Reporter: David Tate
Roanoke, VA - It's been a month since the Smart Way Connector bus linked Lynchburg's Kemper Street Station with Roanoke - and even the New River Valley on weekends. The idea is to gauge the interest for a possible rail link in the future.
The initial response has been so good that officials aren't planning on using the two brand new buses currently on order.
If Jimmy Spinner's sister had decided to visit Roanoke from New Jersey a month ago he would have had to pick her up at the Amtrak station in Lynchburg at 10:15 at night.
"It's a two hour round trip. It's perfect. The bus comes here, it's convenient," said Spinner.
That is not the case this month or for future months to come.
"I see a lot of people getting on and off the bus and everybody seems to be happy with it. Made me happy," said Spinner.
Spinner isn't the only one taking advantage of the new connector. Pre-project estimates suggested just 16 round trip users per day, which hasn't even been close.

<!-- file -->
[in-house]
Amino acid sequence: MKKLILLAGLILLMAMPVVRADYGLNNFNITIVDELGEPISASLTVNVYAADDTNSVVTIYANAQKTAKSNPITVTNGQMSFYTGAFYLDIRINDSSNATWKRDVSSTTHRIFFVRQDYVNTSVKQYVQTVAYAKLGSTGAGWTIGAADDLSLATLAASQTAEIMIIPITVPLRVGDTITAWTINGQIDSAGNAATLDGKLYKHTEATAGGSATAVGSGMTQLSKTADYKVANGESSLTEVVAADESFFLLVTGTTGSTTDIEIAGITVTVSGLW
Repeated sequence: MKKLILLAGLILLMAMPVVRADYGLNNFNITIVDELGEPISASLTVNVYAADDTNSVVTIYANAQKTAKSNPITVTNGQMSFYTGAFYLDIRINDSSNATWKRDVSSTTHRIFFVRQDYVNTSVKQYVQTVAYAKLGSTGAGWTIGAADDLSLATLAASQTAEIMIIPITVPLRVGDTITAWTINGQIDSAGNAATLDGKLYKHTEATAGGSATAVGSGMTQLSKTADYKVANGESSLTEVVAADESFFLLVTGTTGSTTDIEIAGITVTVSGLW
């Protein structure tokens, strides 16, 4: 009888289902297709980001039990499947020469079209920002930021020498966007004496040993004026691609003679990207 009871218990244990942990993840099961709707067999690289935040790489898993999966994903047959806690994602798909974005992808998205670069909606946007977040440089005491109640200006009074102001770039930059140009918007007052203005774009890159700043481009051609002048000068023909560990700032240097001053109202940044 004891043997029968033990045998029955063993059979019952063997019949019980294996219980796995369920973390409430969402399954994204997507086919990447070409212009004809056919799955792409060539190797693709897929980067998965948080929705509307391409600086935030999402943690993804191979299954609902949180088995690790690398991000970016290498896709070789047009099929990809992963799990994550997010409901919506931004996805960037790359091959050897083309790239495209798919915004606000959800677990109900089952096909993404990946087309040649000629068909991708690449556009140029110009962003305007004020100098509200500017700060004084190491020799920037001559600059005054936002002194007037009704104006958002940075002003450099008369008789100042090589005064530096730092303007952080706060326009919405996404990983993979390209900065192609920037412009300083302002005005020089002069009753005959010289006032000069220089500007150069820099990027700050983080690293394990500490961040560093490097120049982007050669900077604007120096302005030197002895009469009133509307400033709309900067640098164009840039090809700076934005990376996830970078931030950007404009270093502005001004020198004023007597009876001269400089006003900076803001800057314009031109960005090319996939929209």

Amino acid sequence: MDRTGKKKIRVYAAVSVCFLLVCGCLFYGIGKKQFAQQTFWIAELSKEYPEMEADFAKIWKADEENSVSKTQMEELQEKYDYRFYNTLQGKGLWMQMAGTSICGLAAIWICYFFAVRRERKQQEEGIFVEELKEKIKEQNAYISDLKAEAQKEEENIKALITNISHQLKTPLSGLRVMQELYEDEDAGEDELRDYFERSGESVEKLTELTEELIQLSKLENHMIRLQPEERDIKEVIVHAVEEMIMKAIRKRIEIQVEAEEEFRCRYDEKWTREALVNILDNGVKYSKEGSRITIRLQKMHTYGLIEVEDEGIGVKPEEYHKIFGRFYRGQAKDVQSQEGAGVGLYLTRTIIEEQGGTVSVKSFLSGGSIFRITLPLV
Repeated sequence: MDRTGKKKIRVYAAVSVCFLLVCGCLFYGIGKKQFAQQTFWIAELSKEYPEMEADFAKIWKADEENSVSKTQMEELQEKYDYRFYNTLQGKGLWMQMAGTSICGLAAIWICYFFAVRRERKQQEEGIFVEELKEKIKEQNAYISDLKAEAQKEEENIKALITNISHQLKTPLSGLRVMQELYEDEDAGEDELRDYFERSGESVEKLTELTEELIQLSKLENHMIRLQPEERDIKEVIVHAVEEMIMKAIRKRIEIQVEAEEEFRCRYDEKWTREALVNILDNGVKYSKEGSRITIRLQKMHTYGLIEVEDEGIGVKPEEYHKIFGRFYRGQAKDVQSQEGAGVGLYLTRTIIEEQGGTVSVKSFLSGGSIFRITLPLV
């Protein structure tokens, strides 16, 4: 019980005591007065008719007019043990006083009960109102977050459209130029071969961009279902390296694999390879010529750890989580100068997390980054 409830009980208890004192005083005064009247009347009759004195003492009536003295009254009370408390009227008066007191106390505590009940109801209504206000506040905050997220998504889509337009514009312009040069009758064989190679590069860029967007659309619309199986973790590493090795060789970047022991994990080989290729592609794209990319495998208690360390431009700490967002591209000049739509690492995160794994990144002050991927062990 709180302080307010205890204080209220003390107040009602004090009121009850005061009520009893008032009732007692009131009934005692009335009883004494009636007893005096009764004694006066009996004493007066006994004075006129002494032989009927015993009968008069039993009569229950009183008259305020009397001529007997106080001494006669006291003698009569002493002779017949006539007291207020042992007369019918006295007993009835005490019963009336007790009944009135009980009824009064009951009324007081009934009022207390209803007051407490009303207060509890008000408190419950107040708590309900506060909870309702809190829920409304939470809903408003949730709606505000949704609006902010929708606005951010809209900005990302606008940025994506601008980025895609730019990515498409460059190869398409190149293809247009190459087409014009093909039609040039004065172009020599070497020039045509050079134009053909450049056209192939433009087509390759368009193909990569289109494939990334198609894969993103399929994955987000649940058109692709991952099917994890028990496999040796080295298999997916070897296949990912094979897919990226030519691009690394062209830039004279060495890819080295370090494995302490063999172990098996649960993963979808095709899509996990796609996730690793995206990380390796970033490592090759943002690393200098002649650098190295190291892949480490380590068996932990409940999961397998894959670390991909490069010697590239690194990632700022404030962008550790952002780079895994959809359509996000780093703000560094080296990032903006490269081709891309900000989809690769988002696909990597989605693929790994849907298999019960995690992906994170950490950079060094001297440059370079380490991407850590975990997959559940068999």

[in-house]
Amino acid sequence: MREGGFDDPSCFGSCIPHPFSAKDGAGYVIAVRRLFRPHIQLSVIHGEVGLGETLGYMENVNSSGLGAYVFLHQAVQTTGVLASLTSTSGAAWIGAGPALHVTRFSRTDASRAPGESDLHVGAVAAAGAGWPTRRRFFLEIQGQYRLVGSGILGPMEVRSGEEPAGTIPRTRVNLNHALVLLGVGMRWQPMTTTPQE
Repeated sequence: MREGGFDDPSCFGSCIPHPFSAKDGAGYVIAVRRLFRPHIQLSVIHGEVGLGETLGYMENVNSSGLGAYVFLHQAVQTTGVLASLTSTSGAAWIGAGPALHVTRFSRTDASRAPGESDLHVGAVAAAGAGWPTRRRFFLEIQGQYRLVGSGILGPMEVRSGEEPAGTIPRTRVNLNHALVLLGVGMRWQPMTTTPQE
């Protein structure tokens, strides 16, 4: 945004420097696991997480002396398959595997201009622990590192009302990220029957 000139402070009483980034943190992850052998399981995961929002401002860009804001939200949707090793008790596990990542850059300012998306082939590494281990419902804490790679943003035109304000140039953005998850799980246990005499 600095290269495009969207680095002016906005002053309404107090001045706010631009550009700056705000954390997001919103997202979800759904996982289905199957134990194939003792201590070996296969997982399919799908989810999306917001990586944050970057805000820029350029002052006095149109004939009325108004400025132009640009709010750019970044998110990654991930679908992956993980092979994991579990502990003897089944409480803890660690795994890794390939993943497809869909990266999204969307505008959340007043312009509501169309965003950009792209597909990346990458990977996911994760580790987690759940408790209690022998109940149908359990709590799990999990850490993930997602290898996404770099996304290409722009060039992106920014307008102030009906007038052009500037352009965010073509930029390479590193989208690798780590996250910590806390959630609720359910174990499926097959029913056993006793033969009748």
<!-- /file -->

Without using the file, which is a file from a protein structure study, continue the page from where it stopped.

"Much better than expected and that's a good problem for us to have. We have grown over the last month an average of 10 riders per day from roughly 32 per day to 42," said Carl Palmer, who heads up Valley Metro.
Palmer is in charge of this experiment to see if rail service back to the Star City could work. It all has gone so well that Valley Metro will be sidelining the two 16-seat buses specially ordered for the project and keeping the temporary 52-seater in service.
It's something Spinner thinks as the connector catches on, it will eventually lead to true rail connection.
"Goes to show you it's working... it's working. The more people that find out about it, more people use the service it will be better for the city of Roanoke," said Spinner.
Those two new buses, set to be delivered in October, will be idle until Valley Metro can determine if this high usage becomes a sustained trend. If it is a trend, the buses will be moved to the central fleet and likely be used for special needs passengers.